Sunday, November 27, 2011

Thanksgiving Family Portrait

Pictured above: My family rules.

Wednesday, November 23, 2011


Hello, faithful readers. Some of you may remember me as the Dating Expert for the world's greatest marginal medical school newsletter The Beat. However, since my last column, my license to practice dating has been revoked by the Illinois Board of Romance and Firearms. But you are in luck! As my fellow second-year students can attest, trivial distractions like dating have given way to the more pressing soul-crushing collapse of our sanity in preparation for the USMLE Step 1 exam. To help my classmates prepare for this test, and as part of my court-ordered community service, I have compiled a set of study tips that are guaranteed to either raise or lower your Step 1 score.

So, when should you start studying? Here is some good news and some bad news. The good news is that there is a large window to begin studying that can accommodate nearly everyone. The bad news is that is has already passed and you are behind. But there is no need to worry; here is an easy trick to estimate your score and put your mind at ease. For every day you aren't studying for boards, just subtract 1 from your total score. Think about that every single morning you wake up, and your stress will just melt away, just like your medical career!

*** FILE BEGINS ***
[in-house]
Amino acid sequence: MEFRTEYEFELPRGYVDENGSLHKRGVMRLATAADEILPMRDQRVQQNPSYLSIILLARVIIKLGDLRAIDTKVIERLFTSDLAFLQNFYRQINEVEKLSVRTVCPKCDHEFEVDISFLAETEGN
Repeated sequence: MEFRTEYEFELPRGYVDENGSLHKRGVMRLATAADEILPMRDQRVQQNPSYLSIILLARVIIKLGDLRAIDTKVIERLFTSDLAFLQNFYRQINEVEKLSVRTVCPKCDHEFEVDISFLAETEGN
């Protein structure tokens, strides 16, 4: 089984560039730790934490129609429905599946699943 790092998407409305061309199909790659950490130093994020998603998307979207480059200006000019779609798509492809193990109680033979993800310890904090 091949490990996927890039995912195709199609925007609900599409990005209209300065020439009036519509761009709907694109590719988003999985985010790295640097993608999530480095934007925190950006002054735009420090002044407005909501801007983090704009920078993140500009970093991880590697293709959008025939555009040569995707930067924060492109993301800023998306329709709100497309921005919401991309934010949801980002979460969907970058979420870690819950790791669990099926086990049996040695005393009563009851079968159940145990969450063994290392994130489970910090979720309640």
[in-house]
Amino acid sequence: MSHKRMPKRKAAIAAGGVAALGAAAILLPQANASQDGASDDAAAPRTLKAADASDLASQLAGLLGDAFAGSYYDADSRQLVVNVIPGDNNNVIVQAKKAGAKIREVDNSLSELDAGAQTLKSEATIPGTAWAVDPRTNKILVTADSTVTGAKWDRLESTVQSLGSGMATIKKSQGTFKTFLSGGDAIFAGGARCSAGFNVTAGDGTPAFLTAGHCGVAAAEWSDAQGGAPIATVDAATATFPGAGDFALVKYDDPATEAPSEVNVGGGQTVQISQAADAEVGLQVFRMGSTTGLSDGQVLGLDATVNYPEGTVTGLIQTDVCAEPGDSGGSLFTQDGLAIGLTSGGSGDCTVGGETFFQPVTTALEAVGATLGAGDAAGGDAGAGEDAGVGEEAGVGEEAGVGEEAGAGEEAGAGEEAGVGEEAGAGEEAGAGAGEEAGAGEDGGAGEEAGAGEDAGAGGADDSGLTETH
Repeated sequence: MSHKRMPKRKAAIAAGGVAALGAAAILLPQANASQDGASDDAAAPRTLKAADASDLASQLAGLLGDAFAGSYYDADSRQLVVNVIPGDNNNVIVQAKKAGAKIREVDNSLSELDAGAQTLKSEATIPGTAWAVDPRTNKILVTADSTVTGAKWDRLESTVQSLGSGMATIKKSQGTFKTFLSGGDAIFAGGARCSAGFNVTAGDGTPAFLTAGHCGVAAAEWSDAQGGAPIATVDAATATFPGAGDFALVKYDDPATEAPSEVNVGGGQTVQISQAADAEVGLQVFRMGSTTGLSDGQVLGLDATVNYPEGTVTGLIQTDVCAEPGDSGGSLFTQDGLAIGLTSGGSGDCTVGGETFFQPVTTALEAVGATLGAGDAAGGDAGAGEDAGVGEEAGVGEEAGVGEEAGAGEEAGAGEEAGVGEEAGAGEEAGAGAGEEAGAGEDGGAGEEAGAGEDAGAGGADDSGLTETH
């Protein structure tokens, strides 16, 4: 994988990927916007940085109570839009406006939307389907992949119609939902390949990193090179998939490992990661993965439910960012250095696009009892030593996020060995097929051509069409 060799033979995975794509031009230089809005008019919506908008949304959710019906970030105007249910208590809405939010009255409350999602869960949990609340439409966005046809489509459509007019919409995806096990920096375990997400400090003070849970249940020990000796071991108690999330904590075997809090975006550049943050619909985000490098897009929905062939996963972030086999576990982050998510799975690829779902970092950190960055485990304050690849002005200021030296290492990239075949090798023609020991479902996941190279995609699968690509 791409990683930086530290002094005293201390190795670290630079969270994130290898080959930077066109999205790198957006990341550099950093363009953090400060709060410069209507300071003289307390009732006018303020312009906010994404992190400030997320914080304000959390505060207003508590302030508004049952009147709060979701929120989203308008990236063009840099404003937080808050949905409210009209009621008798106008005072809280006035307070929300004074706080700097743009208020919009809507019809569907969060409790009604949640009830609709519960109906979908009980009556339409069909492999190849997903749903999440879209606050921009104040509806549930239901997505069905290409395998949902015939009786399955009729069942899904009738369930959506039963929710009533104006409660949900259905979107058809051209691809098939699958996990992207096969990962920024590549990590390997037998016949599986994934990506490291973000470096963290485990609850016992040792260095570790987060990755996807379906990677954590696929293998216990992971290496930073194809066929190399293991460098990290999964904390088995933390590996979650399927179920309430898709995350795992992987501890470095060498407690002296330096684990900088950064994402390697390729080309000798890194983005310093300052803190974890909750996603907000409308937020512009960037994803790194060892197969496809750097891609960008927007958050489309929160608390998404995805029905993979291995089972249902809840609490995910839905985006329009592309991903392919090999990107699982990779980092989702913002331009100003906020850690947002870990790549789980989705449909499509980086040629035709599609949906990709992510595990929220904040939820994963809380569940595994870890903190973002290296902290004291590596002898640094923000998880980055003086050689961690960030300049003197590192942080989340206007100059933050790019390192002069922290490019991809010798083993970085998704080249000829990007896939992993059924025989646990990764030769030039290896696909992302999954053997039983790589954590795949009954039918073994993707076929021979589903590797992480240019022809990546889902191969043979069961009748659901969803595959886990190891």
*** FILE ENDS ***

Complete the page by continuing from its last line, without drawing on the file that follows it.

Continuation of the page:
So, now that you've already been studying for a few months, you are probably interested in some practice tests. How many USMLE exams have you taken? Well, that's not enough. I recommend finding some past exams, but not just the ones in the past few years. The really helpful stuff is in the past few centuries; that's where they really start recycling old questions for boards. The hard part is just translating the Old English, or “Olde Englische”. For example, in an 19th century medical exam entitled A Pamphlette Medicalle Boarding Write-About, “A 17-year-old woman with tuberculosis and portal hypertension” is written as “The consumptive maid was in hysterics over her liver dropsy.” Similarly, in the medieval Witch-Burning and other Plague Cures, what we would call “A man with poor hygiene, multiple boils and blisters, and likely infected with Yersinia Pestis” is simply described as “A man.”

It's fairly well known that one of our weakest areas is gross anatomy It's been almost a year since we've been in the cadaver lab, so it's understandable if you cannot remember what stringy parts connect the slippery bulbs in our torsos. Unfortunately, the selfish first-years are currently monopolizing the cadavers, so I recommend a simple solution to get more anatomy practice: find a first-year that looks like you, hold them hostage, build an elaborate disguise, and go to the labs in their stead (Helpful hint! Choose one the same gender as you.).

Another subject that many students struggle with is the mental health portion of the exam. Often overlooked by students studying for boards, it is essential for a high grade. Just remember, every psychological condition can be analyzed under the unshakeable foundation of Freudian psychology. Some may question its lack of plausibility, predictive value, or scientific relevancy in a time in medicine when we place value in “facts”, but, after a thorough review of the literature on the subject, I can confidently say that there is plenty of penis to use it.